Attending the “Impact of the Welfare Reform Seminar” which was held on Friday 6th July, as part of the Birmingham Social Inclusion Process, I was struck by how utterly crucial partnership working is in dealing with any legislation affecting our City. As the details of the Act emerged it was clear no single agencies could adequately respond to it.
Luckily an enthusiastic, committed and compassionate group of influential individuals who attended as representatives from a diverse, but essential range of public, private, community, religious, and voluntary organisations were present. The adjectives; “enthusiastic, committed and compassionate” were chosen carefully. Taken in reverse order, those people were there because they are compassionate. They do feel and care strongly for others, and are clearly committed to working to address the potential impact that this legislation will have on the people who live and work in Birmingham. Their attendance on a Friday afternoon and their willingness to engage confirmed their commitment. But more importantly they were also enthusiastic because as the bleak, devastating picture of the potential impact this legislation could have, and the damage it could inflict, was painted in ever darker, and darker colours, one response would have been to crumble and collapse in despair. Luckily this was not the way these delegates chose to respond. No! They chose to take up the challenge, to enthusiastically continue to seek ways to mitigate the impact of these changes. To find solutions and to continue meeting and working together to bring solace to those whose lives will be devastated as this legislation comes slowly into being.
The first speaker at the event was Chris Gibbs Assistant Director, Revenues and Benefits, at Birmingham City Council. He outlined some key details stating that:-
The Act itself received Royal Assent on 8 March this year and legislates for the biggest change to the welfare system for over 60 years.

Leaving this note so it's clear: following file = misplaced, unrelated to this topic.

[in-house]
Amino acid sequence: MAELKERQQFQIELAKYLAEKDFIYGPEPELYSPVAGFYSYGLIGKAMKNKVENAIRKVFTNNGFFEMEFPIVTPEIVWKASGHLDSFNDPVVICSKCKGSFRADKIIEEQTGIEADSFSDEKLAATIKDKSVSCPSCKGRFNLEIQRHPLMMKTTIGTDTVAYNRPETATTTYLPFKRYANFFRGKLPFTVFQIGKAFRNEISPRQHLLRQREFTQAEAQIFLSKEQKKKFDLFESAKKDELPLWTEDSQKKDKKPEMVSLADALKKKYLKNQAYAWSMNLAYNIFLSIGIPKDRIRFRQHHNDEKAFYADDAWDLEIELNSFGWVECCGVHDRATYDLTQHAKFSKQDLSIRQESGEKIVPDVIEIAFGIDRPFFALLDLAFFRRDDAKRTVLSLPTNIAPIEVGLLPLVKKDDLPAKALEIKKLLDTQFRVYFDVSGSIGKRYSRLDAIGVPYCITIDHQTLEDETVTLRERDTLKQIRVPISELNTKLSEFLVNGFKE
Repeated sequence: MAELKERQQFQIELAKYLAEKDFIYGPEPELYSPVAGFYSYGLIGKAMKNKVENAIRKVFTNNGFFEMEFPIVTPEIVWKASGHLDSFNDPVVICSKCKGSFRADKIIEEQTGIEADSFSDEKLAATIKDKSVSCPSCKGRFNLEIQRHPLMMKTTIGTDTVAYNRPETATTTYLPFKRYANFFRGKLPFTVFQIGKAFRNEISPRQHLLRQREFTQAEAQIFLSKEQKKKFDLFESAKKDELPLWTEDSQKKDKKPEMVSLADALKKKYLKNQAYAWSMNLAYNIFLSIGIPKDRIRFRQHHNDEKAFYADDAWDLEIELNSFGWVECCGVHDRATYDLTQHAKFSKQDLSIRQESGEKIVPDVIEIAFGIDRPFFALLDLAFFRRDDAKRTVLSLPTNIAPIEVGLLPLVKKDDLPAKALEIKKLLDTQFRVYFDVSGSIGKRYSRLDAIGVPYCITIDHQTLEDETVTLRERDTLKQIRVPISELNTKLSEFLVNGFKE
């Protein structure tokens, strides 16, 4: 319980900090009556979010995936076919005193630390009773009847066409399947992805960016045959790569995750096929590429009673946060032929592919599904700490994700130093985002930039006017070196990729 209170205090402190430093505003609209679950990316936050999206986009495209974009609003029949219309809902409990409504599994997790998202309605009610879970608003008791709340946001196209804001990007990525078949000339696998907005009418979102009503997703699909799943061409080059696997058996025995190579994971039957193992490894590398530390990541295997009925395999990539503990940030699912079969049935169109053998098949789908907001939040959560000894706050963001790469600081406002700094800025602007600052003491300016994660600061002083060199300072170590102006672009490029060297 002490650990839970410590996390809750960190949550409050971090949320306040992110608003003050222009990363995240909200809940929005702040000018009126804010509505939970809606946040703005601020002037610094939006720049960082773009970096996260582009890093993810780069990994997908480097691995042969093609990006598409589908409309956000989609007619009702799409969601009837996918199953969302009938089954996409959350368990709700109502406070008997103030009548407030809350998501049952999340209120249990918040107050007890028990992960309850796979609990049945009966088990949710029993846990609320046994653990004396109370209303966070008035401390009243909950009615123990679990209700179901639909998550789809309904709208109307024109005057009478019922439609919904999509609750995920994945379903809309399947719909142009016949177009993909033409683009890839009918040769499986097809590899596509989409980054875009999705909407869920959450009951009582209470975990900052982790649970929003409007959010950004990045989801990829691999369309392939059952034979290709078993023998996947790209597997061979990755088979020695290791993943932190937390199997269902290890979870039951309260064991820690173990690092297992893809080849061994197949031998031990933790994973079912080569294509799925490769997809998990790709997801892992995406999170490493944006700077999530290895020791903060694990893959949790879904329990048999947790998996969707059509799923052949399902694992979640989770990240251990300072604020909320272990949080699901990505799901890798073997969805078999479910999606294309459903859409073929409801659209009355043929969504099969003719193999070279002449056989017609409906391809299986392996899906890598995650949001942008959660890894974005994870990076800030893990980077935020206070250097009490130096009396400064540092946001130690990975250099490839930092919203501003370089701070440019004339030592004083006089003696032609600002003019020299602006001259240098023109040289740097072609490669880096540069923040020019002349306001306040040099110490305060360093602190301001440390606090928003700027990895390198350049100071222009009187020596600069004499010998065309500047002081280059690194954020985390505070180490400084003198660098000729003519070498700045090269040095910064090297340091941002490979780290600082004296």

He went to suggest that the purpose of the Act is laudable as:-
…it aims to make the benefits and tax credits systems fairer and simpler by:
- creating the right incentives to get more people into work
- protecting the most vulnerable in our society
- delivering fairness to those claiming benefit and to the taxpayer
However, as Sam Scharf, from the Citizens Advice Bureau was to point out later, during his own presentation, the simplification was far from simple. The various benefits that had been combined into Universal Credit still left several benefits outside it’s scope, and much of the way this would work in practice seemed yet to have been thought through in detail. The issue of getting accurate data from the Government was one that was to re-echo throughout the afternoon.
Returning to Chris Gibbs he went on to outline the main elements of the Act:
- the introduction of Universal Credit to provide a single streamlined payment that will improve work incentives
- a stronger approach to reducing fraud and error with tougher penalties for the most serious offences
- a new claimant commitment showing clearly what is expected of claimants while giving protection to those with the greatest needs
- reforms to Disability Living Allowance, through the introduction of the Personal Independence Payment to meet the needs of disabled people today